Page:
This verse reverses the order of the forefathers. If Abraham always preceded Isaac, and if Isaac always preceded Jacob, then you might come to think that Abraham was more important than Isaac, who was more important than Jacob. But chronological order should not be confused with order of importance.
We tend to see ourselves in terms of our historical context, and where we come in the order of our family. Indeed, we are supposed to have respect for our elders, and a sense of responsibility and hopeful aspiration, for those that come after us. But God knows us differently.
He understands our historical context, but he also values us and our forefathers, for who and what we are, in and of ourselves. According to the Midrash, that’s why this verse subverts the order. The order wasn’t too important to God.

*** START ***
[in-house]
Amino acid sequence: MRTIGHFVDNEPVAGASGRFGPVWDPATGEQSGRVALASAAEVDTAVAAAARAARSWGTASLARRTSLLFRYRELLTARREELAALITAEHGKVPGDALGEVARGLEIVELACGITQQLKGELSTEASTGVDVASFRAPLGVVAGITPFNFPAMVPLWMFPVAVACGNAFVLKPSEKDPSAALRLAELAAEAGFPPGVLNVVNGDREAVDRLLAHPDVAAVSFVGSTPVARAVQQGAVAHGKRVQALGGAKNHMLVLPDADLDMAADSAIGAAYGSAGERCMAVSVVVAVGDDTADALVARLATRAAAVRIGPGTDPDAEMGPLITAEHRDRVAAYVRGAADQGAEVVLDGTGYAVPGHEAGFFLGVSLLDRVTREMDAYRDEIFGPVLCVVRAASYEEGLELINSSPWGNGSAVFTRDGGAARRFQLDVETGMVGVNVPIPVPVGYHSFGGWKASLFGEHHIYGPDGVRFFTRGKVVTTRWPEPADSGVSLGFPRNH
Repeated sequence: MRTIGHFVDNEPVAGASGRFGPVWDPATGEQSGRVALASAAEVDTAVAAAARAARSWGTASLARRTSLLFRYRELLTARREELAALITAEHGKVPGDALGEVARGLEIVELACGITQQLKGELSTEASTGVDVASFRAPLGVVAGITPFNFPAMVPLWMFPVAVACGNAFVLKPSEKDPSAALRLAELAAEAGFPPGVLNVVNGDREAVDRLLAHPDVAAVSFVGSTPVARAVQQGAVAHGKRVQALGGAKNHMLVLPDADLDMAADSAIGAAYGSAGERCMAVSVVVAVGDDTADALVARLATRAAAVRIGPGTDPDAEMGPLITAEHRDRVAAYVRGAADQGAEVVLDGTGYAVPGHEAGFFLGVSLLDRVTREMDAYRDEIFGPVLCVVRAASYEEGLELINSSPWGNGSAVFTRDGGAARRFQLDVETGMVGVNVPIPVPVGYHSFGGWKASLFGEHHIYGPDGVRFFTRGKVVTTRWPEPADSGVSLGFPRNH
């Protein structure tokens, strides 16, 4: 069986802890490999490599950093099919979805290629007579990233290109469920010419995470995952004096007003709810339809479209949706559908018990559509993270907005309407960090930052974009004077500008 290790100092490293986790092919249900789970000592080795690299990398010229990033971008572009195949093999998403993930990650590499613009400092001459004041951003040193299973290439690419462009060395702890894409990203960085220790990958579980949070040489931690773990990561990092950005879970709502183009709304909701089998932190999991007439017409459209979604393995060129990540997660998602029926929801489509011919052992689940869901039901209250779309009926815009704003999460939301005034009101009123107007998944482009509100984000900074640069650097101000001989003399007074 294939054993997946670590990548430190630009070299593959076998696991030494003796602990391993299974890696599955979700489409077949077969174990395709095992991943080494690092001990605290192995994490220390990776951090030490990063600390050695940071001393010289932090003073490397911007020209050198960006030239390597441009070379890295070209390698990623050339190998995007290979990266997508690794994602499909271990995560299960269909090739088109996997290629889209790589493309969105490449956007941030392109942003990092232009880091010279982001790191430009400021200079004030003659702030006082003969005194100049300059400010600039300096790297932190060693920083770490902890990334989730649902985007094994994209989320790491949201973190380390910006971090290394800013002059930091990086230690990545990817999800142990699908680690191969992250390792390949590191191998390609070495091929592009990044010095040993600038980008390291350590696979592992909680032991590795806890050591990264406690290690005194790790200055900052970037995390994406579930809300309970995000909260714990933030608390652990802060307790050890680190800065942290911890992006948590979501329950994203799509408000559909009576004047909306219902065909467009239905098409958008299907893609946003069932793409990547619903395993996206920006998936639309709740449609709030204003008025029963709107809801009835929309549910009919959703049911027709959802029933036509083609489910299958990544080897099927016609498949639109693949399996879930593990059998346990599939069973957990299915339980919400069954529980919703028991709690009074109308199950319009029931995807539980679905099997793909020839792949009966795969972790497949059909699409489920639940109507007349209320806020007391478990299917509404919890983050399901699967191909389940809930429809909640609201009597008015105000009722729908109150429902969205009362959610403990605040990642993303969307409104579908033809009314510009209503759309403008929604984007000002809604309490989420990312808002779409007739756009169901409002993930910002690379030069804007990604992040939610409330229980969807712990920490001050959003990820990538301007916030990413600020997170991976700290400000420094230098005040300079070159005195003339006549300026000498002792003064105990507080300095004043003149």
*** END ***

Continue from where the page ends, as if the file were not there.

In this verse, Jacob and Abraham get their own mention of the word “remember”.
Isaac, by contrast, is included with the words, “and also”. The Midrash explains: Isaac’s ashes remain on the heavenly altar. God doesn’t need to remember Isaac. Isaac is always there.
But the Midrash knows that Isaac wasn’t really killed. That’s not how the binding of Isaac ended. Isaac was set free. Judaism repudiates human sacrifice. Rather, in the Jewish tradition, to be a human sacrifice should never be to die for God, but to live for him; to be willing to dedicate all of one’s powers to serve the greatest conceivable good.
That’s the (metaphorical) sense in which Isaac was a burnt offering. Not because he died for God, but because he lived for him with complete dedication. God needn’t remember a life that’s lived like that. Instead, God beholds it constantly, and forever.
Rabbi Dr Samuel Lebens